By Jeff Tangel

Re-posted from South Side Weekly, April 12, 2017

Last August, construction started on the Jeanne Gang-designed, Chinese-funded downtown skyscraper Wanda Vista, which will be the third-tallest building in Chicago when it is completed. The building has been heavily promoted by Mayor Rahm Emanuel’s administration, but for some, it has become a symbol for the divisive effects of globalization on local economies once reliant on now-outsourced jobs, from manufacturing and engineering, to tech support and reading x-rays.

 

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S
am Wilson is seventy-three years old, tall and gregarious with an infectious elfin laugh. Whenever he shows up to volunteer at the Canaan M.B.C. Food Ministry in Englewood, where we work, he announces with a challenging grin, “The real man is here.”  Everyone laughs.

Sam came to Chicago as part of the second Great Migration, arriving in 1960, an eager young man of seventeen from Senatobia, Mississippi. Work was easy to find back then, and he quickly landed a job as a janitor for FS Tiger, a Jewish family-owned clothing manufacturer. FS Tiger was one of many similar Chicago companies that made high quality clothing for local and national markets. Everyone needed clothing, so the work was good.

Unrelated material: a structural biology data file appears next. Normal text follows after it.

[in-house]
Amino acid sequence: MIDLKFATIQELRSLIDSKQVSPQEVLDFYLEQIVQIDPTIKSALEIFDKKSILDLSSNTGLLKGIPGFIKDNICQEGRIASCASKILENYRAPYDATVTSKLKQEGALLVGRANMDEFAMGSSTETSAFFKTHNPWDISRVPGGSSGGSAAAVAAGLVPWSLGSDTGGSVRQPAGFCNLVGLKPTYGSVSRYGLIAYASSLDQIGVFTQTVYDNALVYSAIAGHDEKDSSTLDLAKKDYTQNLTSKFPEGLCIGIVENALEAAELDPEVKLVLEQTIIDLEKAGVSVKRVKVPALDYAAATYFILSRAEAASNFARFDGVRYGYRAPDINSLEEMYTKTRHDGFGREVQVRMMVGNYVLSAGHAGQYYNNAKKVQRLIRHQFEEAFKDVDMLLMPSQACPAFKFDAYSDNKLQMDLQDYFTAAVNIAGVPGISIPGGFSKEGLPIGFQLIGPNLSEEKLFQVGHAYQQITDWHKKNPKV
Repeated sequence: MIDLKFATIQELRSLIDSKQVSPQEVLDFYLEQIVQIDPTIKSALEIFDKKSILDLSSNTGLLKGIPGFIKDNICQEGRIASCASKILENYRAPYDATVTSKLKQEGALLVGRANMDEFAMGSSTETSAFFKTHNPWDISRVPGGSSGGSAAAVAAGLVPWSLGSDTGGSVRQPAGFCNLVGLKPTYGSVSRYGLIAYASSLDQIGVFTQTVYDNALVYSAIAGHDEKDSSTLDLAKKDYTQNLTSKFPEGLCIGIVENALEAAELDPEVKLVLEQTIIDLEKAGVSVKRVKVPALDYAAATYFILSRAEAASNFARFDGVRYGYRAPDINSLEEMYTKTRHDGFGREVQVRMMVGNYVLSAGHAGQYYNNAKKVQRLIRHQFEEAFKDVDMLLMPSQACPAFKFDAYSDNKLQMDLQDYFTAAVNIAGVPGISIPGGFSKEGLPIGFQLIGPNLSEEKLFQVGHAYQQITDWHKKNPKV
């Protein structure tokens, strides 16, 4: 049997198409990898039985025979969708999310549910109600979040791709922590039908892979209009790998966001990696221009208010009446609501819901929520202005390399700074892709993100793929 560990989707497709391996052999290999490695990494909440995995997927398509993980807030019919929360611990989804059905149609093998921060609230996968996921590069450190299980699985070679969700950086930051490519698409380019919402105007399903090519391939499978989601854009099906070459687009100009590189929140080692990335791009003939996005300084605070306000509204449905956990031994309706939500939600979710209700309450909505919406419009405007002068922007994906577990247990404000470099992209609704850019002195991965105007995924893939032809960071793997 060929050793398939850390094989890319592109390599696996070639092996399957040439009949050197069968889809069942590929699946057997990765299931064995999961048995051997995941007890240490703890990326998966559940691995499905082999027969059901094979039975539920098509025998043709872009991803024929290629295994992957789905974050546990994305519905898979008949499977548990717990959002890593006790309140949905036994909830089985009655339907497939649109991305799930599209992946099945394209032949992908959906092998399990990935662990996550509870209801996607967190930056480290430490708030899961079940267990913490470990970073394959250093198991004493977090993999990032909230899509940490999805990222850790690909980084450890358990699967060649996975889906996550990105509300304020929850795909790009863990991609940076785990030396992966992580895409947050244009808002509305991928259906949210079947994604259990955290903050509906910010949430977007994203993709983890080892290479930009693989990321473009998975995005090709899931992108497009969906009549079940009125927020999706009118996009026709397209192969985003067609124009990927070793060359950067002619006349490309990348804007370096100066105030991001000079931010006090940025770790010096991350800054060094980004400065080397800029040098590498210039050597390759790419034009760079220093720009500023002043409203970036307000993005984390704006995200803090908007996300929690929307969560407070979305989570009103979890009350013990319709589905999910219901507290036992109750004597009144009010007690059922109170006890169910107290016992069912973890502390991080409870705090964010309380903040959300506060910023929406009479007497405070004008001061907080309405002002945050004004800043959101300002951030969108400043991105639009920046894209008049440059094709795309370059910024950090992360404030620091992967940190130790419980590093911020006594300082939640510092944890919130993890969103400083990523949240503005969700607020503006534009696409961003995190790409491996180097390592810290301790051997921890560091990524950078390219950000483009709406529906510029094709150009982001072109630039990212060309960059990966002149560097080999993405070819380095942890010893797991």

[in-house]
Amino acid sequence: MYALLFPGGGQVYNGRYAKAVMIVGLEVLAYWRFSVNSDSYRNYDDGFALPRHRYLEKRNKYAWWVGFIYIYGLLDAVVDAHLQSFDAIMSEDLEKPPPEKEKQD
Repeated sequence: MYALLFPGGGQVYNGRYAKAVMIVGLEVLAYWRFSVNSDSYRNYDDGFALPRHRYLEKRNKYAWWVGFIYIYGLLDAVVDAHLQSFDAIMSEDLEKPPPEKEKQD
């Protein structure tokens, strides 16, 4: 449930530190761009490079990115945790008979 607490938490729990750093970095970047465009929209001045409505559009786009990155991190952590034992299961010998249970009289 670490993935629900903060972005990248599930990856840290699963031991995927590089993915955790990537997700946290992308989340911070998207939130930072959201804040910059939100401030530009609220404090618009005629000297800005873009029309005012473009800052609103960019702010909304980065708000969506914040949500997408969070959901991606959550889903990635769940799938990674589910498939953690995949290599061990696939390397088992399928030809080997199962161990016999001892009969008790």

Young Sam was a good worker. “I see so much more you can do, Sam,” FS Tiger’s foreman Mr. Wagner told him—and so he was well-paid, mentored, and regularly promoted. The family came to rely on his skillful ability to cut mounds of expensive fabric with exacting detail, and often sought his guidance on how best to conduct important parts of their business. When the company was struggling, Sam saw a way to turn fabric waste into revenue by selling scraps to a cap manufacturer across the street. And so a small ecosystem flourished.

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Image Source: South Side Weekly 4/12/17, photo by Steven Vance  (cropped)
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Tomasz Rojek

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EPA website removes climate science site from public view after two decades

Reposted from The Washington Post
“Democracy Dies in Darkness”

April 29 at 8:28 AM

EPA

The Environmental Protection Agency headquarters.
(Photo by Matt McClain/ The Washington Post)

The Environmental Protection Agency announced Friday evening that its website would be “undergoing changes” to better represent the new direction the agency is taking, triggering the removal of several agency websites containing detailed climate data and scientific information.